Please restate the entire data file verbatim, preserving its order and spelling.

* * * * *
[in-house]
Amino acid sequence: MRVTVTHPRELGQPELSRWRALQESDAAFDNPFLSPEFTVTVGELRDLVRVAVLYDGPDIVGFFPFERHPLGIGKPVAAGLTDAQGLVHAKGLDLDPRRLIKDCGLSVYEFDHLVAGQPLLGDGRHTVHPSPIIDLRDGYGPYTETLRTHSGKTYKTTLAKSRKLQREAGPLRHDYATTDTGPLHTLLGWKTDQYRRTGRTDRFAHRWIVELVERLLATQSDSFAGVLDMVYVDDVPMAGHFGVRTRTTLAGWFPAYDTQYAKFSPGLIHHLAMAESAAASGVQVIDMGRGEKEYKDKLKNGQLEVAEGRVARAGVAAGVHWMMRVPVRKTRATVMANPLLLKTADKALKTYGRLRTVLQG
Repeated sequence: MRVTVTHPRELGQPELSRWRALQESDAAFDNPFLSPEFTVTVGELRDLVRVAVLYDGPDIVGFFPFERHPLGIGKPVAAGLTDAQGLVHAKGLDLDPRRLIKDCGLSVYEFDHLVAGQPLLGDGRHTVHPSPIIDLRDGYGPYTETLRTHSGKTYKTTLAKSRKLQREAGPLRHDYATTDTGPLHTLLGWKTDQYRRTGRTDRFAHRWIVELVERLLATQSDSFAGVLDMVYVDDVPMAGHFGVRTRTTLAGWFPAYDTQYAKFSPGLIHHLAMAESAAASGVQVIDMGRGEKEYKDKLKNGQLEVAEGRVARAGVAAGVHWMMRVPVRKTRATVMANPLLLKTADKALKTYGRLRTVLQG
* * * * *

[in-house]
Amino acid sequence: MRVTVTHPRELGQPELSRWRALQESDAAFDNPFLSPEFTVTVGELRDLVRVAVLYDGPDIVGFFPFERHPLGIGKPVAAGLTDAQGLVHAKGLDLDPRRLIKDCGLSVYEFDHLVAGQPLLGDGRHTVHPSPIIDLRDGYGPYTETLRTHSGKTYKTTLAKSRKLQREAGPLRHDYATTDTGPLHTLLGWKTDQYRRTGRTDRFAHRWIVELVERLLATQSDSFAGVLDMVYVDDVPMAGHFGVRTRTTLAGWFPAYDTQYAKFSPGLIHHLAMAESAAASGVQVIDMGRGEKEYKDKLKNGQLEVAEGRVARAGVAAGVHWMMRVPVRKTRATVMANPLLLKTADKALKTYGRLRTVLQG
Repeated sequence: MRVTVTHPRELGQPELSRWRALQESDAAFDNPFLSPEFTVTVGELRDLVRVAVLYDGPDIVGFFPFERHPLGIGKPVAAGLTDAQGLVHAKGLDLDPRRLIKDCGLSVYEFDHLVAGQPLLGDGRHTVHPSPIIDLRDGYGPYTETLRTHSGKTYKTTLAKSRKLQREAGPLRHDYATTDTGPLHTLLGWKTDQYRRTGRTDRFAHRWIVELVERLLATQSDSFAGVLDMVYVDDVPMAGHFGVRTRTTLAGWFPAYDTQYAKFSPGLIHHLAMAESAAASGVQVIDMGRGEKEYKDKLKNGQLEVAEGRVARAGVAAGVHWMMRVPVRKTRATVMANPLLLKTADKALKTYGRLRTVLQG